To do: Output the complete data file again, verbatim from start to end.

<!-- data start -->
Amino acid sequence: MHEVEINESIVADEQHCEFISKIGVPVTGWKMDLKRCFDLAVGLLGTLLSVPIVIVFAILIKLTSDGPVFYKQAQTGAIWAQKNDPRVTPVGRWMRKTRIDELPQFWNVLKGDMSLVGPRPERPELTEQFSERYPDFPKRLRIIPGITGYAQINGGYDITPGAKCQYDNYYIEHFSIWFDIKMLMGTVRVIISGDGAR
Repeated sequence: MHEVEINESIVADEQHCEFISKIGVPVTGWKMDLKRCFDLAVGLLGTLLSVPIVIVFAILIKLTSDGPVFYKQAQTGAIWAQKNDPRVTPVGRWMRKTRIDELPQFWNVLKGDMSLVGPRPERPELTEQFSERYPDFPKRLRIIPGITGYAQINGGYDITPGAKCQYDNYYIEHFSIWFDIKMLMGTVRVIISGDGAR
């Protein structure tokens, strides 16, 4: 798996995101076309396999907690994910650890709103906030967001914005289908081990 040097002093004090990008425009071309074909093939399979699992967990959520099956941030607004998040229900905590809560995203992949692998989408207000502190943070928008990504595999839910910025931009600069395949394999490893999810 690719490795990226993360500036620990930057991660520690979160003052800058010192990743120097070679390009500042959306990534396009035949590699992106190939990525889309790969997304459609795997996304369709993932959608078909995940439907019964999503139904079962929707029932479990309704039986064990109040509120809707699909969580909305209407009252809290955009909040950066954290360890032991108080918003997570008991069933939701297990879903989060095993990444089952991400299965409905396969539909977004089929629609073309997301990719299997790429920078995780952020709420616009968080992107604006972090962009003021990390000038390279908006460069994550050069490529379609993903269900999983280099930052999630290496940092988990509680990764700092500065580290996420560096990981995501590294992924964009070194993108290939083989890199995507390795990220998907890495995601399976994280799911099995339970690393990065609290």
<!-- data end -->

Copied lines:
Amino acid sequence: MHEVEINESIVADEQHCEFISKIGVPVTGWKMDLKRCFDLAVGLLGTLLSVPIVIVFAILIKLTSDGPVFYKQAQTGAIWAQKNDPRVTPVGRWMRKTRIDELPQFWNVLKGDMSLVGPRPERPELTEQFSERYPDFPKRLRIIPGITGYAQINGGYDITPGAKCQYDNYYIEHFSIWFDIKMLMGTVRVIISGDGAR
Repeated sequence: MHEVEINESIVADEQHCEFISKIGVPVTGWKMDLKRCFDLAVGLLGTLLSVPIVIVFAILIKLTSDGPVFYKQAQTGAIWAQKNDPRVTPVGRWMRKTRIDELPQFWNVLKGDMSLVGPRPERPELTEQFSERYPDFPKRLRIIPGITGYAQINGGYDITPGAKCQYDNYYIEHFSIWFDIKMLMGTVRVIISGDGAR
């Protein structure tokens, strides 16, 4: 798996995101076309396999907690994910650890709103906030967001914005289908081990 040097002093004090990008425009071309074909093939399979699992967990959520099956941030607004998040229900905590809560995203992949692998989408207000502190943070928008990504595999839910910025931009600069395949394999490893999810 690719490795990226993360500036620990930057991660520690979160003052800058010192990743120097070679390009500042959306990534396009035949590699992106190939990525889309790969997304459609795997996304369709993932959608078909995940439907019964999503139904079962929707029932479990309704039986064990109040509120809707699909969580909305209407009252809290955009909040950066954290360890032991108080918003997570008991069933939701297990879903989060095993990444089952991400299965409905396969539909977004089929629609073309997301990719299997790429920078995780952020709420616009968080992107604006972090962009003021990390000038390279908006460069994550050069490529379609993903269900999983280099930052999630290496940092988990509680990764700092500065580290996420560096990981995501590294992924964009070194993108290939083989890199995507390795990220998907890495995601399976994280799911099995339970690393990065609290």